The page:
"Language most shows a man; speak so that I may see thee."
Ben Johnson (Poet b. 1572)
The phrase first and foremost must fade away. Now. Writing both is a redundancy. If something is first - as in the first reason you do something, or the first of anything, you don't need foremost. Foremost means: leading, principal, FIRST, premier, top, best, and more. First means: FOREMOST, principal, top, and more. These words mean the same thing. That means that to always be using them together is redundant. Who started this? Someone has to stop it first. Let it be me and you; should you choose to take the challenge. I challenge you to scour this phrase from your writing. Firstly, your writing will be more concise, but the foremost reason for cutting this phrase from your writing is that it is redundant. Lose redundancy in your writing, and your writing will be more enjoyable to read, and more understandable.
Second, it is important to choose our words carefully. Words have two meanings: a definition and a connotation. What do I mean? I mean that there is a dictionary definition for all words, but there is also an implied meaning for words. Here is an important example: the word guys used to address mixed groups of people. We hear it all the time: news broadcasters say it, people on YouTube say it, and even the person waiting on you at your local pub: "What can I get you guys?" and you're sitting with a table full of women. This is not a feminist thing. This is not a politically correct thing. This is about the correct use the words that describe a situation. To address groups of people with the word guys implies (connotation) that there are no women in the audience. To address a group of women at a pub as "guys' does not recognize that group properly. Do I sound stuffy? I'm not. For example, how about "What can I get all of you to drink?" or even "Good evening, Ladies. What are you drinking?" Or even "Hello, I'm your server, Melanie, what can I bring you from the bar?" Honestly, guys is not necessary. At. All. Be one of the people who is working to turn this tired phrase around - just stop using it. If you are addressing a group of guys use it if you must, but not a group of women or a mixed group. Be precise in your language.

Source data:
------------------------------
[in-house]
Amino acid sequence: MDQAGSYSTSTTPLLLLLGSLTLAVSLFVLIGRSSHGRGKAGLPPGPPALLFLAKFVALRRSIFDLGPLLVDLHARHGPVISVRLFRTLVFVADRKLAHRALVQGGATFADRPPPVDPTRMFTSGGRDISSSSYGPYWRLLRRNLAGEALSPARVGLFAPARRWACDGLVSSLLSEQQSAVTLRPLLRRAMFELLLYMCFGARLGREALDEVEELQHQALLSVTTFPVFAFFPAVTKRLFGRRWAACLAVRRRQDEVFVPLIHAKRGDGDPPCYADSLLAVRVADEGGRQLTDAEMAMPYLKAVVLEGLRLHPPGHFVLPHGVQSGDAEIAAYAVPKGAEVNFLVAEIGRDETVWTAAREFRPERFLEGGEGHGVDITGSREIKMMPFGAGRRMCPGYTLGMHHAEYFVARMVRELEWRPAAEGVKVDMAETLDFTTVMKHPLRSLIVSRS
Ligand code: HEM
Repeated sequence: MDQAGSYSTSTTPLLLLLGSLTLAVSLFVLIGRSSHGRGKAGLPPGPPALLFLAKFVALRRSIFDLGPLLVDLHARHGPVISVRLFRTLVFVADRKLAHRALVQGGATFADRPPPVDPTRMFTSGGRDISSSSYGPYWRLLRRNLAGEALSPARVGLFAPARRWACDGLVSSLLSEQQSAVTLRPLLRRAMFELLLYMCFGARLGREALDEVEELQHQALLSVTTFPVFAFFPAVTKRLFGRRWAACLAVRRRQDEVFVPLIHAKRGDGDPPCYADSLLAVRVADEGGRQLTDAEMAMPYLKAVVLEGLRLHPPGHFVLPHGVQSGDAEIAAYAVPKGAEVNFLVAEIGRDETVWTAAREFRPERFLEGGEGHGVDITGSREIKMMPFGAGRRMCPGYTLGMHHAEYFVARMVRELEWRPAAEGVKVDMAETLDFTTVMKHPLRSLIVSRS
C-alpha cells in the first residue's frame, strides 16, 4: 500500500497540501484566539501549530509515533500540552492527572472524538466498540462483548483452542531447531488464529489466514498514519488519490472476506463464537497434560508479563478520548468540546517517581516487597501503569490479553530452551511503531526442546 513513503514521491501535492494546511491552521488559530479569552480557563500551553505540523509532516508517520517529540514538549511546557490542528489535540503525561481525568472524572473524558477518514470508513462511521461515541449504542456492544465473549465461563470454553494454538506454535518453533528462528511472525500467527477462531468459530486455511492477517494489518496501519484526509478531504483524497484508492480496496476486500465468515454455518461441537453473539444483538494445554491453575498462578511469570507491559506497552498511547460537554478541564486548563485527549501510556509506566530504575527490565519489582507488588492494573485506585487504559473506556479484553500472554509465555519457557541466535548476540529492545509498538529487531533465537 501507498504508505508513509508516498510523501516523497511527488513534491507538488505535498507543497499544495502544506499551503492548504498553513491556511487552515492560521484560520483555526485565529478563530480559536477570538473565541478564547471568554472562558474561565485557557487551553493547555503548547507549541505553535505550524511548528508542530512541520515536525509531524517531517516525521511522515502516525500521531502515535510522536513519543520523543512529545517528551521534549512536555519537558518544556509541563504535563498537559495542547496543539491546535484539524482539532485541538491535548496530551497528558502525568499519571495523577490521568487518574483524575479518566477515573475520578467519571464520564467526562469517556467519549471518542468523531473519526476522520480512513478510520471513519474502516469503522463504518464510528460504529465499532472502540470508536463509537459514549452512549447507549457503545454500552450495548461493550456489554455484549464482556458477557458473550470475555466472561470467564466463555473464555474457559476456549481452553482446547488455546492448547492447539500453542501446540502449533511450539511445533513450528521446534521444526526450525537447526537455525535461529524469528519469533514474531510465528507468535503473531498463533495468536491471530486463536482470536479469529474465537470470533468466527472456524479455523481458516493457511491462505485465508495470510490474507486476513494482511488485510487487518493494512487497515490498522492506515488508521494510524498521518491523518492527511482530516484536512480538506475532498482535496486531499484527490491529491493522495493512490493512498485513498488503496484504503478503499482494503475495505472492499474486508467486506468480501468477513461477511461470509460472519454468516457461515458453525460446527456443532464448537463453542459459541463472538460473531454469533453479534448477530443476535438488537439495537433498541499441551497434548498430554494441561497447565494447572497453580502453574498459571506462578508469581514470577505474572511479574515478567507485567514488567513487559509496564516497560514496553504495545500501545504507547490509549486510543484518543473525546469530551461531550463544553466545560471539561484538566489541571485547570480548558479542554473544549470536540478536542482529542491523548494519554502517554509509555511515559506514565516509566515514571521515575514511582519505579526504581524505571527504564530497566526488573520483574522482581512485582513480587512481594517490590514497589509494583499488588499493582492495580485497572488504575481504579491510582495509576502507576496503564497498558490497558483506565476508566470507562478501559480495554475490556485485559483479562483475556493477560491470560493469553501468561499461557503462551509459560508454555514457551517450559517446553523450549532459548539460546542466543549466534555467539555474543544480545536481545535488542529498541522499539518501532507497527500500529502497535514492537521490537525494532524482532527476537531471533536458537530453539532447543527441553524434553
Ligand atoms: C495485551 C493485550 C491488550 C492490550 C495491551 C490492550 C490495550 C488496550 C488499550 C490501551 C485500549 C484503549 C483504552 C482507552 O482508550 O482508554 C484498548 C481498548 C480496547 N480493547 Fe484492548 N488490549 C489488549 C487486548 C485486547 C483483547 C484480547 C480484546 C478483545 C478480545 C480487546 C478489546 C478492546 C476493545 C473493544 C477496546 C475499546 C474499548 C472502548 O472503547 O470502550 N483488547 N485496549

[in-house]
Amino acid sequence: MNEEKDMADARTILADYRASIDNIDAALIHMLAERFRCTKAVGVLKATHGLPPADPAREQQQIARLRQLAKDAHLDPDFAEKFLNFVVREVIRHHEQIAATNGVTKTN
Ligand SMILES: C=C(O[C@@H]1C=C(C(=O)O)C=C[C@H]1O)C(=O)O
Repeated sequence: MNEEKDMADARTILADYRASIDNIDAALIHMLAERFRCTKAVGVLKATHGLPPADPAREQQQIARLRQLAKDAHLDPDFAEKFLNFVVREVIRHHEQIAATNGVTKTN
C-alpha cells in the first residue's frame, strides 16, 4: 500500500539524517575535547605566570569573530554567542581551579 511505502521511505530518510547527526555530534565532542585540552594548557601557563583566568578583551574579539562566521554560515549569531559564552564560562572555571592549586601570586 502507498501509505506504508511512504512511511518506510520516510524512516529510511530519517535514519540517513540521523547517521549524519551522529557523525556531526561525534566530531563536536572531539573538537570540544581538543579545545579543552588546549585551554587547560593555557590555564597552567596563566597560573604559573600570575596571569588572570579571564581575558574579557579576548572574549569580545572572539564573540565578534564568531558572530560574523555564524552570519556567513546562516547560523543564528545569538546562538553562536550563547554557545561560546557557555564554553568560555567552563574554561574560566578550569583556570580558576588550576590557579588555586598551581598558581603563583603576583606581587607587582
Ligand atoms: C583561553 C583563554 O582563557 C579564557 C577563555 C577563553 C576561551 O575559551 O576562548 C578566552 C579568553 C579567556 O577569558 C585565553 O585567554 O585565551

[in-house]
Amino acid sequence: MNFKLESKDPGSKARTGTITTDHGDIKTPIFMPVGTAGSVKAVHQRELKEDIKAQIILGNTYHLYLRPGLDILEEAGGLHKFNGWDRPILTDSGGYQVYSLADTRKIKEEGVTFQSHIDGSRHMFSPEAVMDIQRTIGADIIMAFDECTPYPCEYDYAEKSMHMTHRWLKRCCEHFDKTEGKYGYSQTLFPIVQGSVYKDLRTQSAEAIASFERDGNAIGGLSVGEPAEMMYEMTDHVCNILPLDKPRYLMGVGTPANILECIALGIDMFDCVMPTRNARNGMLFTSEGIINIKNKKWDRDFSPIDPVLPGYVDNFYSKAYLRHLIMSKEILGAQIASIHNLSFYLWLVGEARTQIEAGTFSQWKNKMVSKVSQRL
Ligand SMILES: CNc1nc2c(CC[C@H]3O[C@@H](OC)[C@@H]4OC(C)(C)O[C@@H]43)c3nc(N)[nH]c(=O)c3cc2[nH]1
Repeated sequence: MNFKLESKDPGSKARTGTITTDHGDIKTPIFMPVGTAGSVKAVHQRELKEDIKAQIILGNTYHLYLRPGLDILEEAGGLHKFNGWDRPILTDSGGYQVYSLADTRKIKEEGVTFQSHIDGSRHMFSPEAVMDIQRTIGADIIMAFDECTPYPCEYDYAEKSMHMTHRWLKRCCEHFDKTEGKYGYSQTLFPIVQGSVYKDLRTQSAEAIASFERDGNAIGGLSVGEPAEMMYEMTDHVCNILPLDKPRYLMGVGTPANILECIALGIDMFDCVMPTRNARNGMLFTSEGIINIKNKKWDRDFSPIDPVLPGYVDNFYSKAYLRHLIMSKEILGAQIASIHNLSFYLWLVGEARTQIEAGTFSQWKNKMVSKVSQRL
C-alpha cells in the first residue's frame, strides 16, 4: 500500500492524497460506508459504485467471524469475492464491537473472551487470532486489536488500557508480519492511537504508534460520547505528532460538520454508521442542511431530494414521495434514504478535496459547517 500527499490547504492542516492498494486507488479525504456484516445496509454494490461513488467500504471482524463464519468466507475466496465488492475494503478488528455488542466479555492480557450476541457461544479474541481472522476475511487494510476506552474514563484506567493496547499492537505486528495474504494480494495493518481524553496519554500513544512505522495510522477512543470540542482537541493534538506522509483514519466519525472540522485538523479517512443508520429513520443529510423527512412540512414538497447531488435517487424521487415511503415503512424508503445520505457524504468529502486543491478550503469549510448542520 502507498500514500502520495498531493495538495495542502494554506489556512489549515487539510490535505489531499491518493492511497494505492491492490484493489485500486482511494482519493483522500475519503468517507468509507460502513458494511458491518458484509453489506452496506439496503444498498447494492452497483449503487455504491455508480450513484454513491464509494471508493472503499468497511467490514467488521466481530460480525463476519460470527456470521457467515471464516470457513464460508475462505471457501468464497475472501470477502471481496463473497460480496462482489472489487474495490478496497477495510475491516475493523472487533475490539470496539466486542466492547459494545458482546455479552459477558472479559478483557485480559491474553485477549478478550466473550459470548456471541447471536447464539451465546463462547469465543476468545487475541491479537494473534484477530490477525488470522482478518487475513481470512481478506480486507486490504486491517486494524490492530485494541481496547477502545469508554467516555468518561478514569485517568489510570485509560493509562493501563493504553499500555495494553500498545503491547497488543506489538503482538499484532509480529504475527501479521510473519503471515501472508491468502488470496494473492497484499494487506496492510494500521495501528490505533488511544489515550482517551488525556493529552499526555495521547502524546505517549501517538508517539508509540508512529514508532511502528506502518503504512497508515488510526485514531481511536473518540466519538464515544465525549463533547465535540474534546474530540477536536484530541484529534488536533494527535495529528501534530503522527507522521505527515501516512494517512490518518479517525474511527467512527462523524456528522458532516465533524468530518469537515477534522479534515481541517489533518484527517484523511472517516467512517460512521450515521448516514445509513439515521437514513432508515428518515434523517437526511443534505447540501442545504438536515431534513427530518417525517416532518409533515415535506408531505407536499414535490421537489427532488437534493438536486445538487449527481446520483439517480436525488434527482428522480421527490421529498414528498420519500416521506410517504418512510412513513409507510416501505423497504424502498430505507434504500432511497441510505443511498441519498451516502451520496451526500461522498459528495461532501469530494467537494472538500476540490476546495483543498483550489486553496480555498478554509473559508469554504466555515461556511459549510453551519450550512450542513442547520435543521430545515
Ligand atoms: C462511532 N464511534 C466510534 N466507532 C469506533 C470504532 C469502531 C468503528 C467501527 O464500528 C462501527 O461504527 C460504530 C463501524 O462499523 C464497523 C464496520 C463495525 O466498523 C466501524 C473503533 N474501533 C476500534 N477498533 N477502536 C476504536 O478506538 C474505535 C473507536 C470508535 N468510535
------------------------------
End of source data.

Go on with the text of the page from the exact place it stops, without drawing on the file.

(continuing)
Finally, for the love of all that's holy, stop, stop writing these boring headlines: You'll Never Believe How this Women Cleans Her Bathroom. Or. This One Weird Trick Will Have You Flipping For Joy. Or. You'll Never Believe How This One Weird Trick Helped Save This Woman's Marriage. You've seen these headlines everywhere; have you not? They are boring. Annoying. Unnecessary. They don't tempt me to read - they annoy me. I skip articles with this wording. Why? Because when I have been lead into these articles I feel tricked by the promise of something outside the realm of what I'm used to expecting (one weird trick, you'll never believe), when in fact, their so-called "weird trick" or whatever way the writer words that - is not weird nor most time is it a trick, and it is never unbelievable. It is something totally normal that I am probably already doing or have read before. No one. Absolutely no one, likes to be mislead, and that is what these headlines do. The only trick in these articles is one that purposefully misleads readers into reading the article. If you are writing a blog, or are asked to submit something for a publication, write a headline that lures your readers with the truth. Not some wacky "weird trick" that doesn't exist in the first place. Your readers will appreciate your honest writing. You will instantly be more trustworthy.
Many things are competing for our attention today. Thousands of advertisements, text messages and e-mails from friends, and phone calls anywhere anytime. It is important in such a "loud" world to make sure our words convey their real meaning. Be part of the movement. Get real. Say what you mean. Have a peaceful, happy day.